After much waiting, discussion, debate, and even a few delays, the Canadian Federal Government has unveiled is National Action Plan to Combat Human Traffficking. Click on the link to read the entire report.
I'm going to do so more digging, but the report suggest that "At any given time, it is believed that worldwide at least 2.45 million people are forced to perform degrading, dehumanizing and dangerous work in conditions akin to slavery." This is a far lower number that Bales (2004) or Batstone's (2010) magical number of 27 million (which Batstone upped to 30 million in the 2nd edition of his book, Not For Sale). Other organizations offer even higher numbers, with estimates ranging in the hundreds of millions.
A few possible reasons for the gaps:
1. There is no global over-arching definition of HT, other than the UN's basic outline which not all countries necessarily agree with. Cultural norms and political regimes of various countries define HT differently one from another, making quantifiable counting of victims extremely difficult.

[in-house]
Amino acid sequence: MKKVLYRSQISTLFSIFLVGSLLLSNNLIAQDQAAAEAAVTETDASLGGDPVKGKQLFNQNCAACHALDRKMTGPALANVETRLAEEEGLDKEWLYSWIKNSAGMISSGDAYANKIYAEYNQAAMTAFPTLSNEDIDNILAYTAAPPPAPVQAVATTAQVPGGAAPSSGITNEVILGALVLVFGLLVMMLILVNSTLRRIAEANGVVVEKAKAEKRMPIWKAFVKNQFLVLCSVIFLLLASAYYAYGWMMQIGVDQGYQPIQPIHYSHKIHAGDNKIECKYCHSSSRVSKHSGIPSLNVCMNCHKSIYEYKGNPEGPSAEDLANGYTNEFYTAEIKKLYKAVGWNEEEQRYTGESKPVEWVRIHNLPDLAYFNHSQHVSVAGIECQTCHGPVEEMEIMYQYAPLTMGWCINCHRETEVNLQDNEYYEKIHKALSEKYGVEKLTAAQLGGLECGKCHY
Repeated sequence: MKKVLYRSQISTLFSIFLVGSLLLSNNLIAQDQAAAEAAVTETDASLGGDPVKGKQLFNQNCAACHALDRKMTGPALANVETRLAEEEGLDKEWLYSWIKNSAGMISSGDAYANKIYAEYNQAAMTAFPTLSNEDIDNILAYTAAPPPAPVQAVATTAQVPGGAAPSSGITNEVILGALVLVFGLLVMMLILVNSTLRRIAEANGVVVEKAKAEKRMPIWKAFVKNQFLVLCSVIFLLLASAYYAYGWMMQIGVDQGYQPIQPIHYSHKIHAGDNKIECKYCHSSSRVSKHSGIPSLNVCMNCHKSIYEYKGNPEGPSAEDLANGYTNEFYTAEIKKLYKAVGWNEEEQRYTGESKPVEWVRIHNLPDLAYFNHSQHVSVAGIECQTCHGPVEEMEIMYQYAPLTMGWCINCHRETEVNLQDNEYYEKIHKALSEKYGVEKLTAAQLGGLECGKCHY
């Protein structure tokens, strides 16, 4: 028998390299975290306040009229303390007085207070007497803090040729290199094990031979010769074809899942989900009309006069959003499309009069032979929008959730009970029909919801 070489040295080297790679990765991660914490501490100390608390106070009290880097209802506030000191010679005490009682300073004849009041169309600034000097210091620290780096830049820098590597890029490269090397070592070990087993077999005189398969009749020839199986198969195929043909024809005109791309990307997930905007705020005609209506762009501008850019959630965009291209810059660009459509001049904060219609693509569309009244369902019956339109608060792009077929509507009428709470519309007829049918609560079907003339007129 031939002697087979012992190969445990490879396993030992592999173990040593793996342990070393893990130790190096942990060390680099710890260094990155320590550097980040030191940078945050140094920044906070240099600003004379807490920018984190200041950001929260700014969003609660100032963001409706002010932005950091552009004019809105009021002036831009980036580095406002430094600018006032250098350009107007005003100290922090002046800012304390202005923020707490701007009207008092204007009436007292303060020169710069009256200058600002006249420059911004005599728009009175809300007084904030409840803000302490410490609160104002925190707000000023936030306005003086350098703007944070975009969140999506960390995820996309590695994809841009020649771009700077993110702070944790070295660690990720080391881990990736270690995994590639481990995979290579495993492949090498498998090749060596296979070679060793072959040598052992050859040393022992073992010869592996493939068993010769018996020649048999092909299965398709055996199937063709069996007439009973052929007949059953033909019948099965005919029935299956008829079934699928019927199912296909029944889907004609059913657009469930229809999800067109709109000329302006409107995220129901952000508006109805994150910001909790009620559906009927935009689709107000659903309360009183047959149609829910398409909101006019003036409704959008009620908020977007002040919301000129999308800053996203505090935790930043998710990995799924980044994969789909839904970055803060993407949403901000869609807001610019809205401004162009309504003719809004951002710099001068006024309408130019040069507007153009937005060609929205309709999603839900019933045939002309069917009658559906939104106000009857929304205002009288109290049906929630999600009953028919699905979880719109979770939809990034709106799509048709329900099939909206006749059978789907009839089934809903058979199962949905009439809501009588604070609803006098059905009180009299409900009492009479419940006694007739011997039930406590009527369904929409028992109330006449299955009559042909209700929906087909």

2. Research methods might differ from study to study, resulting in differing counts.
3. Research foci might differ from study to study, and while there may be a larger proportion of victims of sexual slavery, a particular study might not have victims of forced child adoption within its scope.
There are certainly other reasons as well. Bottom line is: we are all still learning about this global practice of HT and we are learning about it and responding to it in different ways. I believe it is critical to continue valid, credible research into that numerical realm of "just how many are there", as one means to prevent conflating the issue. However, 2.4 million or 27 million, that's a few million too many at any time.
I'll be studying the Action Plan more thoroughly in coming days. In the meantime, what are other people's thought thus far?